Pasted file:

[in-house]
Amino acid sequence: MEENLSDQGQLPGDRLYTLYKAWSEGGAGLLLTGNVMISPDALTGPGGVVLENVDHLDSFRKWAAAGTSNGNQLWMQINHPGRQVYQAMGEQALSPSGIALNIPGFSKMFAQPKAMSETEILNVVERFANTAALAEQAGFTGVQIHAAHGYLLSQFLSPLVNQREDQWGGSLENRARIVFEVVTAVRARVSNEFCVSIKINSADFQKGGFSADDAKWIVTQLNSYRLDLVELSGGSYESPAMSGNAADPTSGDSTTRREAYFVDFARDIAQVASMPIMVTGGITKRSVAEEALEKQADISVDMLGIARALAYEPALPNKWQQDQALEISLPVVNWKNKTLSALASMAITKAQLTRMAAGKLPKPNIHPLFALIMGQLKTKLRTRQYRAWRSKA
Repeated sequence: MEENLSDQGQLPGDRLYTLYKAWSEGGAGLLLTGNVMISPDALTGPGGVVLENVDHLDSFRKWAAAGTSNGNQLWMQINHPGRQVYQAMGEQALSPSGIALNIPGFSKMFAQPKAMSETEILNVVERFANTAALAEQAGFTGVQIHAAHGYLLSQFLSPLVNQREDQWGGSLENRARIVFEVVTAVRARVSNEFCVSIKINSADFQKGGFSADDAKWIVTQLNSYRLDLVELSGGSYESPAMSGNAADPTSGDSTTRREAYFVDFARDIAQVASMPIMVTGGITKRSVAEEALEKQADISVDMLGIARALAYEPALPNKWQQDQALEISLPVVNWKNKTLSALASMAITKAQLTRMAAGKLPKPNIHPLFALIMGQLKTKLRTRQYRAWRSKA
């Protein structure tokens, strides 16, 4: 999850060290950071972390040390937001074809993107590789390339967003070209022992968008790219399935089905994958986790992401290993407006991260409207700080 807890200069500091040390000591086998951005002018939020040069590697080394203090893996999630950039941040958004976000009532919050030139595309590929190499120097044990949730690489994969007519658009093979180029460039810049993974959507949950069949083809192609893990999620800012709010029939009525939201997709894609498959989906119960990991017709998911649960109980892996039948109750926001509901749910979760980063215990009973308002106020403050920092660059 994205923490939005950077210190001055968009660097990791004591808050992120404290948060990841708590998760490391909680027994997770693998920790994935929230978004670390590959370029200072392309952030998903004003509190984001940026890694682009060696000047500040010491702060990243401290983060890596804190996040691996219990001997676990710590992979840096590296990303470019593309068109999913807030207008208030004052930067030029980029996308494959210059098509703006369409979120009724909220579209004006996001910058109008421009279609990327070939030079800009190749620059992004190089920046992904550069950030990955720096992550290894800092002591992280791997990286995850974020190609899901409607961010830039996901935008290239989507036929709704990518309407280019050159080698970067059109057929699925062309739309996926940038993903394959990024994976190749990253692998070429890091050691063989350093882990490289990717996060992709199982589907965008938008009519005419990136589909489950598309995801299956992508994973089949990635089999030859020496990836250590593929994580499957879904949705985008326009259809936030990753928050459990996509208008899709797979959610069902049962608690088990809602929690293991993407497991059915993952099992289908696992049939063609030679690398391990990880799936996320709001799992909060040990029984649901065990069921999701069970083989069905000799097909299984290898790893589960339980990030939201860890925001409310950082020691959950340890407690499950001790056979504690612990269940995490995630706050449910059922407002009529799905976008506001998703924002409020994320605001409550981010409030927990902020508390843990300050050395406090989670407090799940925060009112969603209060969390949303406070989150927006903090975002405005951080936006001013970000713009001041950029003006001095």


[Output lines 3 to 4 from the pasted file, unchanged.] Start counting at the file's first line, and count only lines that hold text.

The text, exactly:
Repeated sequence: MEENLSDQGQLPGDRLYTLYKAWSEGGAGLLLTGNVMISPDALTGPGGVVLENVDHLDSFRKWAAAGTSNGNQLWMQINHPGRQVYQAMGEQALSPSGIALNIPGFSKMFAQPKAMSETEILNVVERFANTAALAEQAGFTGVQIHAAHGYLLSQFLSPLVNQREDQWGGSLENRARIVFEVVTAVRARVSNEFCVSIKINSADFQKGGFSADDAKWIVTQLNSYRLDLVELSGGSYESPAMSGNAADPTSGDSTTRREAYFVDFARDIAQVASMPIMVTGGITKRSVAEEALEKQADISVDMLGIARALAYEPALPNKWQQDQALEISLPVVNWKNKTLSALASMAITKAQLTRMAAGKLPKPNIHPLFALIMGQLKTKLRTRQYRAWRSKA
């Protein structure tokens, strides 16, 4: 999850060290950071972390040390937001074809993107590789390339967003070209022992968008790219399935089905994958986790992401290993407006991260409207700080 807890200069500091040390000591086998951005002018939020040069590697080394203090893996999630950039941040958004976000009532919050030139595309590929190499120097044990949730690489994969007519658009093979180029460039810049993974959507949950069949083809192609893990999620800012709010029939009525939201997709894609498959989906119960990991017709998911649960109980892996039948109750926001509901749910979760980063215990009973308002106020403050920092660059 994205923490939005950077210190001055968009660097990791004591808050992120404290948060990841708590998760490391909680027994997770693998920790994935929230978004670390590959370029200072392309952030998903004003509190984001940026890694682009060696000047500040010491702060990243401290983060890596804190996040691996219990001997676990710590992979840096590296990303470019593309068109999913807030207008208030004052930067030029980029996308494959210059098509703006369409979120009724909220579209004006996001910058109008421009279609990327070939030079800009190749620059992004190089920046992904550069950030990955720096992550290894800092002591992280791997990286995850974020190609899901409607961010830039996901935008290239989507036929709704990518309407280019050159080698970067059109057929699925062309739309996926940038993903394959990024994976190749990253692998070429890091050691063989350093882990490289990717996060992709199982589907965008938008009519005419990136589909489950598309995801299956992508994973089949990635089999030859020496990836250590593929994580499957879904949705985008326009259809936030990753928050459990996509208008899709797979959610069902049962608690088990809602929690293991993407497991059915993952099992289908696992049939063609030679690398391990990880799936996320709001799992909060040990029984649901065990069921999701069970083989069905000799097909299984290898790893589960339980990030939201860890925001409310950082020691959950340890407690499950001790056979504690612990269940995490995630706050449910059922407002009529799905976008506001998703924002409020994320605001409550981010409030927990902020508390843990300050050395406090989670407090799940925060009112969603209060969390949303406070989150927006903090975002405005951080936006001013970000713009001041950029003006001095």